December 11, 2016, Grow Some Patience – Mtr. Kathryn Boswell

Unfortunately there is no recording available for this sermon.

James, the half-brother of our Lord, wrote:

Be patient, therefore, brothers, until the coming of the Lord. See how the farmer waits for the precious fruit of the earth, being patient about it, until it receives the early and the late rains. You also, be patient. Establish your hearts, for the coming of the Lord is at hand.”

The season of Advent reminds us that being the people of Jesus Christ means being people who are waiting. As children, we used to practice by keeping Advent calendars where we would open a little door or window each day, and there would be a little picture or Bible verse, or maybe even a little piece of candy or a tiny toy. And day by day, we could watch the long-awaited day of Christmas getting closer. Those calendars helped us, at least a little bit, to be patient in the days that seemed like they would stretch out forever.

Nowadays, we are older, and I don’t know if you have noticed this, but somehow the laws of physics have changed so that time moves at a much, much faster pace than it did when we were 6 or 8. The days that used to plod heartlessly along 50 or 60 years ago now absolutely fly past us, and everytime we walk into WalMart and see the days until Christmas getting fewer and fewer and fewer we – or at least I – feel the pressure of all the things we need to get done, all the shopping and decorating and sending out of gifts and cards, all the baking cookies, and for me, all the planning of services and writing of sermons – we’ve all got our long to-do lists at this time of year.

But if we are honest with ourselves, most of us aren’t a whole lot better at being patient now than we were when we were little kids. Now, as adults, we understand that what we are waiting for in Advent is something a whole lot bigger and more important than one day of presents and colored lights and gingerbread men: Advent is about being ready for the return of Jesus Christ and the establishment of the New Heavens and the New Earth. But as Helen reminded us two weeks ago, we don’t have a count-down calendar to help us mark the time until the Big Day. Jesus might return this very afternoon – indeed, we should live every day with that expectation – and then again, it might be another two thousand years before he returns. No one knows – Jesus, the Son of God himself, didn’t know – the day or the time of his return. And so we wait. And James tells us, “Be patient.” And that isn’t something most of us are very good at.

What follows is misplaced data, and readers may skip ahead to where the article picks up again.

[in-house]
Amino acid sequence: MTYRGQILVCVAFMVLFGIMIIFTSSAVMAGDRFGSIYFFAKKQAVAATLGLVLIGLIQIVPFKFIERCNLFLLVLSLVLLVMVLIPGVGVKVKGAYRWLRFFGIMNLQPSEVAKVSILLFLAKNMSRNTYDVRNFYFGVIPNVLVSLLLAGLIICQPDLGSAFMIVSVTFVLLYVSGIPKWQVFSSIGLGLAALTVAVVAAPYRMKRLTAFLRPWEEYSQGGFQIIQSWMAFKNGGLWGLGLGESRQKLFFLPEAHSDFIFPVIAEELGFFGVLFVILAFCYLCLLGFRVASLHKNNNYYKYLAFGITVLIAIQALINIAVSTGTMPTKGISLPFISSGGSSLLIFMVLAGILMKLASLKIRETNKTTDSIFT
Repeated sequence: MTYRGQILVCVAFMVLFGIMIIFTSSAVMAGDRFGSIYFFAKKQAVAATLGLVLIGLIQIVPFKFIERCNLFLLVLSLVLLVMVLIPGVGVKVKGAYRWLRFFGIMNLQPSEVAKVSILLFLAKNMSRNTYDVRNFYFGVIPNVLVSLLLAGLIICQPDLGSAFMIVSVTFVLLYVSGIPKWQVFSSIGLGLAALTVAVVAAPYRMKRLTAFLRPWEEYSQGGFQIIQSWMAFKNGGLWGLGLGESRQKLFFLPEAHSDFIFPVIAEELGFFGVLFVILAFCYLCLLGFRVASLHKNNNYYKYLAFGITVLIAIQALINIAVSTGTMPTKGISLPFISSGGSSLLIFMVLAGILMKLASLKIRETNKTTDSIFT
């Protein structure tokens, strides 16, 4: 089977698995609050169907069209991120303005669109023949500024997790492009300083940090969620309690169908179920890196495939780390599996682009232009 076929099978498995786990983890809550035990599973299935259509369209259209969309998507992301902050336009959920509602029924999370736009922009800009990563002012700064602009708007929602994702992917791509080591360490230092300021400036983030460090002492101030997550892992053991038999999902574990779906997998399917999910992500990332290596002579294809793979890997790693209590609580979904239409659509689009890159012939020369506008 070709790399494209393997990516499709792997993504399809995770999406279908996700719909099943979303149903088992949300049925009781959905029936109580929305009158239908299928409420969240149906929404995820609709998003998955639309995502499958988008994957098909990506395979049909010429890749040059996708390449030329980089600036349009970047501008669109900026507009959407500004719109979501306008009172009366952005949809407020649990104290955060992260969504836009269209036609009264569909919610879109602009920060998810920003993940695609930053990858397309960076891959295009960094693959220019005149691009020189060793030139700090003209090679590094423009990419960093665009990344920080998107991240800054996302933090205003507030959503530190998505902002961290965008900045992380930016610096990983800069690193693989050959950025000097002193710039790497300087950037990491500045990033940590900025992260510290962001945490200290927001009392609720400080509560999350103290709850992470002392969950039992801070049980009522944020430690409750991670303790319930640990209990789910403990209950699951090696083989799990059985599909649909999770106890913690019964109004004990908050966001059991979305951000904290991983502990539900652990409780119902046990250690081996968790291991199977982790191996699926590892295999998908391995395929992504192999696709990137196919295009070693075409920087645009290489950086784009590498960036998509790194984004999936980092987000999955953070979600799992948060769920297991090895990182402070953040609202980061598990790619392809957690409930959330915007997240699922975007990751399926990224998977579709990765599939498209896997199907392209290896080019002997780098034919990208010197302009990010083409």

But James gives us a picture – as his brother so often did – that helps us to understand what it means for us to await our Lord’s coming patiently. James uses the image of the farmer, waiting patiently for his crops to grow and bear fruit. It was an image Jesus used all the time. “The kingdom of heaven is like a mustard seed,” Jesus said, “It’s the smallest of all garden seeds, but it grows up into a tree with room for all the birds of the air to nest in its branches.” “The kingdom of heaven is like a man who went out to sow his seeds,” Jesus said another time, “and some of the seed fell on rocks and some fell among thorns, but some fell on good soil and bore a huge crop.” And another time, he said, “The kingdom of heaven is like a man who sowed good seed in his field, and an enemy came and sowed weeds among the wheat.”

The kingdom of heaven, then, is not something that comes to our door like the check from Publisher’s Clearing House. The kingdom of heaven is something that grows. It started with the smallest event: the birth of a little boy to a poor carpenter and his young wife in a cave outside of Bethlehem where animals were stabled and fed. That was the strange and unlikely seed of the kingdom – but it grew. When John the Baptist, sitting discouraged and anxious in prison, sent a message to Jesus to ask, “Are you really the one? Or do we have to wait for somebody else?” Jesus sent this answer, “Tell John what you are hearing and seeing: the blind see and the lame walk; lepers are cleansed and the deaf hear; the dead are raised back to life, and good news is preached to the poor.” The shoots of the kingdom had begun to sprout up, just exactly as Isaiah had prophesied centuries before, when he wrote:

The eyes of the blind shall be opened,
and the ears of the deaf unstopped;

then the lame shall leap like a deer,
and the tongue of the speechless sing for joy.

Sometimes, when you buy a packet of seeds, they have a little drawing on the back that shows you what the seedling will look like when it first breaks out of the earth. It’s very helpful, because the first sprout never looks exactly like the full-grown plant. But if you know, for example, what a bean or a carrot, or a parsnip, or a marigold seedling is supposed to look like, then when you see those tiny green sprouts you know at once that they aren’t just weeds, and you know that it is just a matter of time – and patience – before the harvest. When John heard the things that were happening – not the huge, glorious, cataclysmic events that so many people were expecting to see when the Messiah came – but the seedlings of new life: a blind man who could see again here, a mother whose dead son was returned to her there – he knew at once what was happening, because he remember God’s promises spoken by the prophets. And so when John heard Jesus’ message, he knew that the kingdom of heaven was truly on the move.